Thursday, May 26, 2011

When Disaster Strikes

We're all accustomed to seeing reports of natural disasters on television and in newspapers and magazines. We look at the pictures and think "Oh, those poor people". But while we feel awful for them, we're warm and safe in our homes or offices.

I've been  very lucky in my life. I've been in storms that frightened me, but once they were over, life went back to normal. On a Friday evening in January 2007 an ice storm hit Springfield. The power went out about 6 PM, but we were confident it would be back on shortly. We got out candles and flashlights and waited.
 

The power remained out all weekend. Our cordless phones were useless and the cell phone batteries soon ran down. We had one corded phone that worked so we knew that the outside world was aware of our situation. We were lucky, we had a gas fireplace that kept the house warm enough for us to stay there, but we felt cold all the time.
 Branches and whole trees covered in ice began falling from the weight. Every time we stepped outside we could hear them crashing down around us.

 This was our neighbor's driveway.

 These were houses on our street.



 This is the school bus stop.
 The electricity stayed out for twelve days. Think about it, no lights in the winter evenings, no hot food, never feeling warm. We lost light and communications, the food in the refrigerators and freezers. We were safe, our house was standing and we were unhurt, but it caused anxiety and frayed nerves.
 The one lasting image from that experience was seeing disaster relief trucks and vans on my own street. We're used to seeing them on TV helping in disasters, but we never expect to see them in our town, on our street. It left a strange feeling, a feeling of being a victim and needing the help of strangers. It's an awful feeling.
Yesterday we stopped at Walmart to pick up some yogurt for the dogs and there we saw a group of National Guardsmen loading a truck with cases of bottled water for the residents of Joplin. It brought back all those feelings again.

When the power came on twelve days later, things quickly got back to normal. The people of Joplin have lost everything. Their houses are not standing, they are not safe and unhurt. Life may never get back to normal for some of them. If you can help, please do. You can contact the American Red Cross or whatever your favorite group is and they'll tell you how you can help most.

Tank is having a blanket drive, Project TOTO, for the suddenly homeless and frightened animals in Joplin. On his blog you can find the details. He's asking for people to send fleece blankets to:
                The Joplin Humane Society
                Animal Adoption and Resource Center
                140 E Emperor Lane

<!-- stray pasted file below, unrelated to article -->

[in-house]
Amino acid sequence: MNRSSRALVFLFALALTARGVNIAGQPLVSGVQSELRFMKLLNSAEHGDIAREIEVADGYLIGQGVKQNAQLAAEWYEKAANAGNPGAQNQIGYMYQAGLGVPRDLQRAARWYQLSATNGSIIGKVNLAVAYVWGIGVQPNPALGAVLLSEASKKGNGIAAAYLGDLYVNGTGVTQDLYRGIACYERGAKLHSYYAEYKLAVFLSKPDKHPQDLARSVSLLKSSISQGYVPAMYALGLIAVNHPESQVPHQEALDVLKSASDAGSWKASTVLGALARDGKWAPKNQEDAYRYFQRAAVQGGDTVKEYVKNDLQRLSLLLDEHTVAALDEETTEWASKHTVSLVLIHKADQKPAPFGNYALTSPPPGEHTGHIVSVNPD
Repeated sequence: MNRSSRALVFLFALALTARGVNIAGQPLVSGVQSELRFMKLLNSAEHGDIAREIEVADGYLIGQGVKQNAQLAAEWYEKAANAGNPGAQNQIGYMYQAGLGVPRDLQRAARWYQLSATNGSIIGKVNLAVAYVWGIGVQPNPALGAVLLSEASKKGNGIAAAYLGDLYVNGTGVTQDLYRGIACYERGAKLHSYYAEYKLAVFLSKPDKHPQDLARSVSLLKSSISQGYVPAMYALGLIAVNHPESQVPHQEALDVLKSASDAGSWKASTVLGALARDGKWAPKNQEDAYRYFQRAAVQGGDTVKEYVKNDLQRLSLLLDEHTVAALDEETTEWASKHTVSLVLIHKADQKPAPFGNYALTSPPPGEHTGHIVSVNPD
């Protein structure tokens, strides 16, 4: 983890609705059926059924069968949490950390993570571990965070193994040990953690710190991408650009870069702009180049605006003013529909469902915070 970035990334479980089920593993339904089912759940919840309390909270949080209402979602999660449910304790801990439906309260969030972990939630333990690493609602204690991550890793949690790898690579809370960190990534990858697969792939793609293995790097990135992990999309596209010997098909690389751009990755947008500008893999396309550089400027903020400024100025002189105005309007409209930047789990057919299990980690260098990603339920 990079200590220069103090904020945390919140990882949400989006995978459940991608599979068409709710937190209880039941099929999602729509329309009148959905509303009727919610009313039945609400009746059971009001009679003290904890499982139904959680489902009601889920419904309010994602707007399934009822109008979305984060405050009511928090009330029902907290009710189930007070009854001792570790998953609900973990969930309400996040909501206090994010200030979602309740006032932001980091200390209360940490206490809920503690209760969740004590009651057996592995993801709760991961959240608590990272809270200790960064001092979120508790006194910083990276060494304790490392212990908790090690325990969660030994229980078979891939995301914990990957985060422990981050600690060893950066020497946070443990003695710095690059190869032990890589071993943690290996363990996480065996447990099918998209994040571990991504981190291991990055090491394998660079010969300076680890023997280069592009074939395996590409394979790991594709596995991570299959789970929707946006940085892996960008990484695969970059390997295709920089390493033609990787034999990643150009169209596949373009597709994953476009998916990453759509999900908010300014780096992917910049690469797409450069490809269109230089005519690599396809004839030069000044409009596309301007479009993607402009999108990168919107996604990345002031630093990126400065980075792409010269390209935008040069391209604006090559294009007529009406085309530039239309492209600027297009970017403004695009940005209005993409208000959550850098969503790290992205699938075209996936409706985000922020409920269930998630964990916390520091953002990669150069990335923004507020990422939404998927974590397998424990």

Joplin, MO 64801
Everyone who participates can proudly display the Project Toto badge on your blog or web page.
 No one ever expects to be the victim of a disaster, but it can happen in an instant. Your life can be completely changed and you may be the one accepting the help of caring strangers. This is a "Pay It Forward" moment. Let's all help.

11 comments:

rottrover said...

Very thoughtfully written. Thanks.

Mango said...

We sent the dollars to the doggies in Joplin. It is impossible to imagine what it is like. The worst thing momma has been through is the big blizzard of '78, but she was just a young thing of 20 and thought it was all a big adventure.

Slobbers,
Mango

Stella said...

Great post, Sue! I was poking around upstairs looking for some fleece when I found one of my first pieced quilts and felt like it would be a good thing to send. I'm glad I checked the Humane Soc Website because they said NO COMFORTER type quilts, so that one will stay home on Stella's bed and we will go look again for fleece!

Cheers and hugs,

Jo, Stella and Zkhat

scotsmad said...

Great message.

XXXOOO Daisy, Kendra & Bella

Mr. Pip said...

What a beautiful post! We are going to be sending off some blankets today.

Your pal, Pip

Channon said...

I happen to have supplies to make no-sew fleece blankets at home. I'm sure the fur-girls won't mind donating their fabrics to such a good cause!

Nichole said...

Wonderful post...... wonderful...

knittinwolf said...

Such a wonderful post....

Tank said...

Thank you Sue! This was beautifully written and I appreciate your help in spreading the word.

Kathy & Tank

parlance said...

Yes, we all need to know that it could be us next involved in a disaster. It seems to be happening all around lately.

Just a little note: since the horrible bushfires in Australia a couple of years ago, I have bought a thing that is a wind-up torch, has a radio in it, and can generate enough power (by you winding the handle) to power up a cellphone.It also has a bright light that flashes on and off as a distress signal. Are they available where you are?

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